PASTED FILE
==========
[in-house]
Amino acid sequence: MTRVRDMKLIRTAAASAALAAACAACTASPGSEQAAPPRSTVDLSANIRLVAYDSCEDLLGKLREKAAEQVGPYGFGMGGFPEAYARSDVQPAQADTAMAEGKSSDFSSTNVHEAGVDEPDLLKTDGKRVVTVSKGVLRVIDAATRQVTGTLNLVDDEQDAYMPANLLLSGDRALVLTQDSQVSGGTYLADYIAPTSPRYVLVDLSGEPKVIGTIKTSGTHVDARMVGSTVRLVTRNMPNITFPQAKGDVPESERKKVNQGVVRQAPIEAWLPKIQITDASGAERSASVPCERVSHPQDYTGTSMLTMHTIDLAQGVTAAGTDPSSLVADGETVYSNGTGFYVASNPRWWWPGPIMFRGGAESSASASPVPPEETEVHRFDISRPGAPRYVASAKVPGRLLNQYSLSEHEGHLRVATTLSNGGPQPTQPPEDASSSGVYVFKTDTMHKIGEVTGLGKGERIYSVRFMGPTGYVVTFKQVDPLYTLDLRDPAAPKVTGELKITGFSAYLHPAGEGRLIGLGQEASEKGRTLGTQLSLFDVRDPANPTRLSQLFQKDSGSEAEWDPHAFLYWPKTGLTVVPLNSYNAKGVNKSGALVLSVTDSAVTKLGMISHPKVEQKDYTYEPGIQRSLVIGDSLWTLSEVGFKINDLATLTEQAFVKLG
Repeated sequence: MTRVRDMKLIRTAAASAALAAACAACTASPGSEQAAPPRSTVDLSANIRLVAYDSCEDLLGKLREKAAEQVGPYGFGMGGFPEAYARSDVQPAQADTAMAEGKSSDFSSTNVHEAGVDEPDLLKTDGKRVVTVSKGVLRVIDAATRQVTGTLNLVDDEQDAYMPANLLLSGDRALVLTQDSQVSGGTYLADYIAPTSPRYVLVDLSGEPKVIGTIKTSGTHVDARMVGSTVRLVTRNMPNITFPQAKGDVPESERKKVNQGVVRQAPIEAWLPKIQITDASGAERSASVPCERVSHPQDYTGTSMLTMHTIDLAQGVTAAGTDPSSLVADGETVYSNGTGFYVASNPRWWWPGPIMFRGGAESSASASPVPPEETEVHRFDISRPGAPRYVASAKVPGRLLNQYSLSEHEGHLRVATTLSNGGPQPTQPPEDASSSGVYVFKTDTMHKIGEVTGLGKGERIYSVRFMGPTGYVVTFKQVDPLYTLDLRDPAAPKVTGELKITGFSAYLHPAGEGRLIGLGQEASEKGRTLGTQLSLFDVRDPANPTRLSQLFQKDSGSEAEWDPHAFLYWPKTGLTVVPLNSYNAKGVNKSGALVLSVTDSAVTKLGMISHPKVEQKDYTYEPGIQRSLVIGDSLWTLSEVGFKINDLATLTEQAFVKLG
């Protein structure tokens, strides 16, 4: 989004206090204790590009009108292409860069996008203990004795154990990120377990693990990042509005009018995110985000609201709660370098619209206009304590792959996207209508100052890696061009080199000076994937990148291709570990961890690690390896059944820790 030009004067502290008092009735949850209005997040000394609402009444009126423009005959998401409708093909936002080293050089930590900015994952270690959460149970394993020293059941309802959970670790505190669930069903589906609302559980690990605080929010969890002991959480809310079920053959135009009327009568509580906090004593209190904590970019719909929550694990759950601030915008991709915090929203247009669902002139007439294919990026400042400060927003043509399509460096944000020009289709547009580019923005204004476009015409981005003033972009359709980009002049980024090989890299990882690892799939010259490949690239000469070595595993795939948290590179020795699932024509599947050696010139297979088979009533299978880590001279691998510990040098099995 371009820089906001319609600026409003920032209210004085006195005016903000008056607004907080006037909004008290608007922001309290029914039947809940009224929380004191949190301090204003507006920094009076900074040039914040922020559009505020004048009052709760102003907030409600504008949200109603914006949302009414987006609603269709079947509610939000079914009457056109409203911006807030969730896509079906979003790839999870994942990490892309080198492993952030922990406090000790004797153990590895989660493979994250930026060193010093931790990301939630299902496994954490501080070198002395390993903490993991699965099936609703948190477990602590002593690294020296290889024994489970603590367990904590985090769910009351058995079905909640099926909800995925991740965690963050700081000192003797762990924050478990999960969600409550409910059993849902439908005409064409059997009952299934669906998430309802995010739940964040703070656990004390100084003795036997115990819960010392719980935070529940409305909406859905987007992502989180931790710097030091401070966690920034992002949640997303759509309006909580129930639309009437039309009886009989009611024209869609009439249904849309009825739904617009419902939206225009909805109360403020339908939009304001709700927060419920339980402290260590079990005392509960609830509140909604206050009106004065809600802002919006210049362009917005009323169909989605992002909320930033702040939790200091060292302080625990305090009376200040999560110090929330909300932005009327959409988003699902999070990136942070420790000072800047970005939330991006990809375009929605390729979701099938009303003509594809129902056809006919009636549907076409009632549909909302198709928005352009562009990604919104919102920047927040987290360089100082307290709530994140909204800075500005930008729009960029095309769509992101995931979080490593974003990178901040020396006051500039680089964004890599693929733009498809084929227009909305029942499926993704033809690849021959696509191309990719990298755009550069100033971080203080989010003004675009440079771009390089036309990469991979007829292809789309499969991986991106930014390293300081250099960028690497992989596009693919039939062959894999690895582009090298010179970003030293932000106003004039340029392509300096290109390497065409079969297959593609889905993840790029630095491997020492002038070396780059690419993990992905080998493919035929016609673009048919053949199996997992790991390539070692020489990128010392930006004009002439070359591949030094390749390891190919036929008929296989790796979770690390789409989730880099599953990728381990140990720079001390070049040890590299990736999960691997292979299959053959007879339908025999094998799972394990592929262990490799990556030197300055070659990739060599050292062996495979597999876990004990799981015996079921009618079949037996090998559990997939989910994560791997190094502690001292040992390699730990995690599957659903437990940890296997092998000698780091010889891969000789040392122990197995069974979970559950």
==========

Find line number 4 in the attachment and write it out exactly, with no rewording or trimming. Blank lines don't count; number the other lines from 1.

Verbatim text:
């Protein structure tokens, strides 16, 4: 989004206090204790590009009108292409860069996008203990004795154990990120377990693990990042509005009018995110985000609201709660370098619209206009304590792959996207209508100052890696061009080199000076994937990148291709570990961890690690390896059944820790 030009004067502290008092009735949850209005997040000394609402009444009126423009005959998401409708093909936002080293050089930590900015994952270690959460149970394993020293059941309802959970670790505190669930069903589906609302559980690990605080929010969890002991959480809310079920053959135009009327009568509580906090004593209190904590970019719909929550694990759950601030915008991709915090929203247009669902002139007439294919990026400042400060927003043509399509460096944000020009289709547009580019923005204004476009015409981005003033972009359709980009002049980024090989890299990882690892799939010259490949690239000469070595595993795939948290590179020795699932024509599947050696010139297979088979009533299978880590001279691998510990040098099995 371009820089906001319609600026409003920032209210004085006195005016903000008056607004907080006037909004008290608007922001309290029914039947809940009224929380004191949190301090204003507006920094009076900074040039914040922020559009505020004048009052709760102003907030409600504008949200109603914006949302009414987006609603269709079947509610939000079914009457056109409203911006807030969730896509079906979003790839999870994942990490892309080198492993952030922990406090000790004797153990590895989660493979994250930026060193010093931790990301939630299902496994954490501080070198002395390993903490993991699965099936609703948190477990602590002593690294020296290889024994489970603590367990904590985090769910009351058995079905909640099926909800995925991740965690963050700081000192003797762990924050478990999960969600409550409910059993849902439908005409064409059997009952299934669906998430309802995010739940964040703070656990004390100084003795036997115990819960010392719980935070529940409305909406859905987007992502989180931790710097030091401070966690920034992002949640997303759509309006909580129930639309009437039309009886009989009611024209869609009439249904849309009825739904617009419902939206225009909805109360403020339908939009304001709700927060419920339980402290260590079990005392509960609830509140909604206050009106004065809600802002919006210049362009917005009323169909989605992002909320930033702040939790200091060292302080625990305090009376200040999560110090929330909300932005009327959409988003699902999070990136942070420790000072800047970005939330991006990809375009929605390729979701099938009303003509594809129902056809006919009636549907076409009632549909909302198709928005352009562009990604919104919102920047927040987290360089100082307290709530994140909204800075500005930008729009960029095309769509992101995931979080490593974003990178901040020396006051500039680089964004890599693929733009498809084929227009909305029942499926993704033809690849021959696509191309990719990298755009550069100033971080203080989010003004675009440079771009390089036309990469991979007829292809789309499969991986991106930014390293300081250099960028690497992989596009693919039939062959894999690895582009090298010179970003030293932000106003004039340029392509300096290109390497065409079969297959593609889905993840790029630095491997020492002038070396780059690419993990992905080998493919035929016609673009048919053949199996997992790991390539070692020489990128010392930006004009002439070359591949030094390749390891190919036929008929296989790796979770690390789409989730880099599953990728381990140990720079001390070049040890590299990736999960691997292979299959053959007879339908025999094998799972394990592929262990490799990556030197300055070659990739060599050292062996495979597999876990004990799981015996079921009618079949037996090998559990997939989910994560791997190094502690001292040992390699730990995690599957659903437990940890296997092998000698780091010889891969000789040392122990197995069974979970559950």